Photo by Elizabeth Becker of Seaport Photography.
If you look at a map of the furthest upper left-hand corner of the United States, you’ll see where we are: Neah Bay, just inside Cape Flattery at the entrance to the Strait of Juan de Fuca. We might even be able to claim that as I write this, Sockdolager is likely the furthest west anchored boat in the Lower 48!
Instead of dawdling, we decided to take advantage of a break in the winds and scoot out here. We left Port Townsend at 0415 on an ebb and motored in a straight line to Port Angeles, arriving to anchor before the afternoon westerlies made things unpleasant in the Strait.
Heading west at sunrise.
Bertram Levy and his family arrived within an hour, aboard their lovely wooden cutter, Able. They’re enroute to Barkley Sound in Canada. After enjoying a brief visit with them, we napped and then arose just after midnight to slog down the Strait into headwinds and seas, but on a fair tide of two knots. Able sailed into Neah Bay a few hours later.
Able anchors in Neah Bay after a long day.
From Neah Bay we succeeded in sending a quick post to the blog via Ham radio; when you see our names as senders, as shown in the previous post, it’s coming from our radio. It’s a complicated process, and transmissions tend to give Sockdolager a power surge that sets navigation lights to flashing and bilge alarms to squealing. Jim installed a few ferrite chokes (Ham geek-speak) on wires and it helped, but there is still more ferrite choking needed.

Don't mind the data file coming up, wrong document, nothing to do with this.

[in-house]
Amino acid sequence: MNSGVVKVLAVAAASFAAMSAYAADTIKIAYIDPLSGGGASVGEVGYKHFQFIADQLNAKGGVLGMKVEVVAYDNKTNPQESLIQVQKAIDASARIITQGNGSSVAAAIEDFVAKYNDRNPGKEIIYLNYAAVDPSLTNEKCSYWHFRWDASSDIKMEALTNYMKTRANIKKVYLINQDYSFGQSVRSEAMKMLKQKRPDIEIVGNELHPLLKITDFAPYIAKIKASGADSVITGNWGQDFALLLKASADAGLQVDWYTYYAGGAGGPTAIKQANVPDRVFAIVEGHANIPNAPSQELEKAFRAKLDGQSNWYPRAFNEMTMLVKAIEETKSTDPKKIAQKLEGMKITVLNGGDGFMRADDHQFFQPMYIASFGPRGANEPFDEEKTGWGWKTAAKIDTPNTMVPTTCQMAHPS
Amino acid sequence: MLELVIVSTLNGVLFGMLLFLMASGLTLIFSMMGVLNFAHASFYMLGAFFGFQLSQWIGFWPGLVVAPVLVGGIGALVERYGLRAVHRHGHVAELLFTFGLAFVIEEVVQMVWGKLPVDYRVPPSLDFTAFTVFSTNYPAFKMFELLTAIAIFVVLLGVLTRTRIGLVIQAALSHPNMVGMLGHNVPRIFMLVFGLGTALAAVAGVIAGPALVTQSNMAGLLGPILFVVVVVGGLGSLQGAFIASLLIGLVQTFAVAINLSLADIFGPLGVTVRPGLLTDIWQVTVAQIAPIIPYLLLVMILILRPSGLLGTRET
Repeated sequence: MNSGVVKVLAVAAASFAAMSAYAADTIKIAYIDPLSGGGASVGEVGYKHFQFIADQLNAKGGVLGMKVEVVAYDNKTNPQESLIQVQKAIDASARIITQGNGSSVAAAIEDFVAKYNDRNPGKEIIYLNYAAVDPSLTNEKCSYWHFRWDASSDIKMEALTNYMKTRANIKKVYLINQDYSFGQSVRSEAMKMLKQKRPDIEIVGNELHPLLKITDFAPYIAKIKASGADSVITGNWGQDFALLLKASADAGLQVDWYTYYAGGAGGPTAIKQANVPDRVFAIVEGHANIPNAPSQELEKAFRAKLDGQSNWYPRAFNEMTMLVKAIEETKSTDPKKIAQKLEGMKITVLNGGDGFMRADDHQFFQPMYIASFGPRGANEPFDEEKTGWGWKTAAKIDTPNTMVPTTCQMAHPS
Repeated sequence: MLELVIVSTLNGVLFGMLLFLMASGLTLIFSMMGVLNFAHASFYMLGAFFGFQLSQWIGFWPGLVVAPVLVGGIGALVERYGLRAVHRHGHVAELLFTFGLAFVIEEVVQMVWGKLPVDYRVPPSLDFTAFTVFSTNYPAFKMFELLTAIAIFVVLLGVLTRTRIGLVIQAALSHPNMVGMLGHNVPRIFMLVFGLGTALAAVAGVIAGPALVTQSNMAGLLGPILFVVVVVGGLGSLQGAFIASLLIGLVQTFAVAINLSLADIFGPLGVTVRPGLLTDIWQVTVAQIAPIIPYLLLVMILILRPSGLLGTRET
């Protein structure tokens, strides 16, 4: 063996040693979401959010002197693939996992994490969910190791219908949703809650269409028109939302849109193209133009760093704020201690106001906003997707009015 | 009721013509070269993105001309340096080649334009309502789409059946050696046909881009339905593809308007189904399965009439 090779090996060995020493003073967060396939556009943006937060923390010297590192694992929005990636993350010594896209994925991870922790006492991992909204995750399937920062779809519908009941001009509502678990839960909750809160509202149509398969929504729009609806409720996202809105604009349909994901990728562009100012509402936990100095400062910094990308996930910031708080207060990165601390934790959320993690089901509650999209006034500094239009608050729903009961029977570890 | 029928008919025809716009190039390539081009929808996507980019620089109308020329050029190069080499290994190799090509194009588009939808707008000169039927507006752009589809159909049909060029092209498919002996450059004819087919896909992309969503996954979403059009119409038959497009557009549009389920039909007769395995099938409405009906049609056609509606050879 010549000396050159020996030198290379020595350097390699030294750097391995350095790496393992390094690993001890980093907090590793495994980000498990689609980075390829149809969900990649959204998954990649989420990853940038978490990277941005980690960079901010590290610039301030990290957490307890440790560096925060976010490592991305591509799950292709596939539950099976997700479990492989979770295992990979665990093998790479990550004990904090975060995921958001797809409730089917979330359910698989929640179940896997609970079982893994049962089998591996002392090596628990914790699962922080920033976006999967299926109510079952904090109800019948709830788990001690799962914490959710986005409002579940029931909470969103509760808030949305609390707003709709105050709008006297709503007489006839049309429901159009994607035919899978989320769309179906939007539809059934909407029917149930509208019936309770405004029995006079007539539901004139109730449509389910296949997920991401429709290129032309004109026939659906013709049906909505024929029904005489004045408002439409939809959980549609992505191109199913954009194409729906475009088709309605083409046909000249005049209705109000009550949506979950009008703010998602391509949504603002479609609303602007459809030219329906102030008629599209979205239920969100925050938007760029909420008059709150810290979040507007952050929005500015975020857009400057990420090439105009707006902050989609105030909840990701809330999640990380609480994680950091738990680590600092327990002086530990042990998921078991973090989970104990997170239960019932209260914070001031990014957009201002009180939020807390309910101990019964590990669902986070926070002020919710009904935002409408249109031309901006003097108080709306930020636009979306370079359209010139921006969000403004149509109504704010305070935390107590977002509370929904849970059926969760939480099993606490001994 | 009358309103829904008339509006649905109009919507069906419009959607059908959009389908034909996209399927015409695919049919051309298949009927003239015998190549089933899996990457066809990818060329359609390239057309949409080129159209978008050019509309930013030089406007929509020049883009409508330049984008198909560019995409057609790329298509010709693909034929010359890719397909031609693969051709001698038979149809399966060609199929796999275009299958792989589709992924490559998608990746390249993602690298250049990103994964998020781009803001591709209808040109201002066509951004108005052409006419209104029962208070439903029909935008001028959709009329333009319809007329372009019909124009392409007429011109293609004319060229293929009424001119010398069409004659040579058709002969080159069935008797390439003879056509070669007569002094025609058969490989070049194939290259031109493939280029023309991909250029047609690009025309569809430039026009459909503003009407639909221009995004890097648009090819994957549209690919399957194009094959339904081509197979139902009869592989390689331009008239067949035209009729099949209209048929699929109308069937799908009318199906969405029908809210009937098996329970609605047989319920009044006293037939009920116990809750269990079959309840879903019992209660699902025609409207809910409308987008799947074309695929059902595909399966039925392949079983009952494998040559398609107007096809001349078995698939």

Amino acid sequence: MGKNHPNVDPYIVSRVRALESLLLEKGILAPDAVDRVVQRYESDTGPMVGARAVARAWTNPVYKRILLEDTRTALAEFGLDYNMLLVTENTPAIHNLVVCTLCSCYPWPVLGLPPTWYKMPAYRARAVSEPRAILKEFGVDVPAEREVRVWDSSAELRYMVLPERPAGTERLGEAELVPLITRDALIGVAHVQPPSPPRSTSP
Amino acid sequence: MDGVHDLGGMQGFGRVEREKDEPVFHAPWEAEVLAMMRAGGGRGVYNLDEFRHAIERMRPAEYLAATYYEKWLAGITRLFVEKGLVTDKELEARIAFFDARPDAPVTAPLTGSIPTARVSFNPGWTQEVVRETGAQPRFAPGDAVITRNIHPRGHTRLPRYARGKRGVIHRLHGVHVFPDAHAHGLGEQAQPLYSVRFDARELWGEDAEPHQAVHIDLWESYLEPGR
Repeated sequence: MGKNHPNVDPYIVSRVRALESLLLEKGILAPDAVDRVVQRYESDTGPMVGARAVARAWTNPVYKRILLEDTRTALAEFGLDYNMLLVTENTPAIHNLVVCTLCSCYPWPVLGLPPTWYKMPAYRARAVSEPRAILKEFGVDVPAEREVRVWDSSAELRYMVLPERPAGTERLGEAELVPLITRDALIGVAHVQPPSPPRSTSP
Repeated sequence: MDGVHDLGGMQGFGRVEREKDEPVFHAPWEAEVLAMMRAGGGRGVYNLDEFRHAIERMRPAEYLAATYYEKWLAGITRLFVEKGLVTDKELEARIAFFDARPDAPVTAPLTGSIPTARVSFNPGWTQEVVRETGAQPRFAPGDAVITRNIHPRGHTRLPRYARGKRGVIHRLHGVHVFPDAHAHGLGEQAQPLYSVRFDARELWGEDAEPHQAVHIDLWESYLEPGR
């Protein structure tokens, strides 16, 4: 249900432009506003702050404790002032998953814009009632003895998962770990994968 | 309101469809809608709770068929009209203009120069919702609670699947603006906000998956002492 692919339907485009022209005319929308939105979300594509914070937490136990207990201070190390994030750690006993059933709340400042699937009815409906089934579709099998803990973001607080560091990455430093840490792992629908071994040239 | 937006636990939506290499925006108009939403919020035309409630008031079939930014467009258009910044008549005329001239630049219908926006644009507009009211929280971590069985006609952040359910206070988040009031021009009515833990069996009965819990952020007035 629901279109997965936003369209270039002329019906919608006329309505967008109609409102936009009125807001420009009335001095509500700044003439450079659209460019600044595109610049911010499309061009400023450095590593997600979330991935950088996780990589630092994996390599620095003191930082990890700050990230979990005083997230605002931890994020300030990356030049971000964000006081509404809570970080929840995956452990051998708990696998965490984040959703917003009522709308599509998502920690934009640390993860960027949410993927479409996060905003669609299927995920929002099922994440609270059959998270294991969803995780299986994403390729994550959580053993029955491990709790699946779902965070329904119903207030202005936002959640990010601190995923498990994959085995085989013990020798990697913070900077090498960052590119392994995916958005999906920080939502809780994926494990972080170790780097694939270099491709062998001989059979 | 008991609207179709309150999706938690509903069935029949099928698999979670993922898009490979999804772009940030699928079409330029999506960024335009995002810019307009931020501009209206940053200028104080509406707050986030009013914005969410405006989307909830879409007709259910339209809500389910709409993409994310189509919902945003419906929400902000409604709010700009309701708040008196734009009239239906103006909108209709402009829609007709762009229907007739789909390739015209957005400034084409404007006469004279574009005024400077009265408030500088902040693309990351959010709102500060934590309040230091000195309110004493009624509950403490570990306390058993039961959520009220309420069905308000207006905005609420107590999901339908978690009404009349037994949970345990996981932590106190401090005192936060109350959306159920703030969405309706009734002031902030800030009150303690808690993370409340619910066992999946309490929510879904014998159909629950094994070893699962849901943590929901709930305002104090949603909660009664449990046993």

The Many Stages of Leaving:
It’s hard to describe what it feels like to deliberately turn your life upside down and leave home on a small (some say too small) boat for a sea-voyage of unknown duration, to fabled tropical isles. Not the usual thing on most been-there-done-that bucket lists. The act of leaving can be uncharted territory. There were so many feelings swirling on those last days in Port Townsend—excitement, exhaustion, happiness, twinges of sadness, love for dear friends, celebrations, a little worry, and a slowly dawning “We did it!” high-fived in the cockpit once underway.
There was the July 4th Mother of All Dock Parties—friends, nearly 40 of them throughout the day, surprised us by coming from as far away as Portland, Oregon and Alaska, as well as nearby. At one point Sockdolager’s bow pointed saucily skyward as 14 people lounged and chatted in the cockpit, on the foredeck, and down below—a new record for this 24-footer.
Our friends Kristen (shown, in sling) and her husband Lou flew their own plane to PT from Spokane via Alaska, to say goodbye; Yvonne (at right) expressed a longing to go back to living aboard a boat.
The party was followed that evening by a fireworks and s’mores beach bonfire party at Anna and Peter’s. (Note to self: remember not to sit between well-stocked, competing fireworks factions.)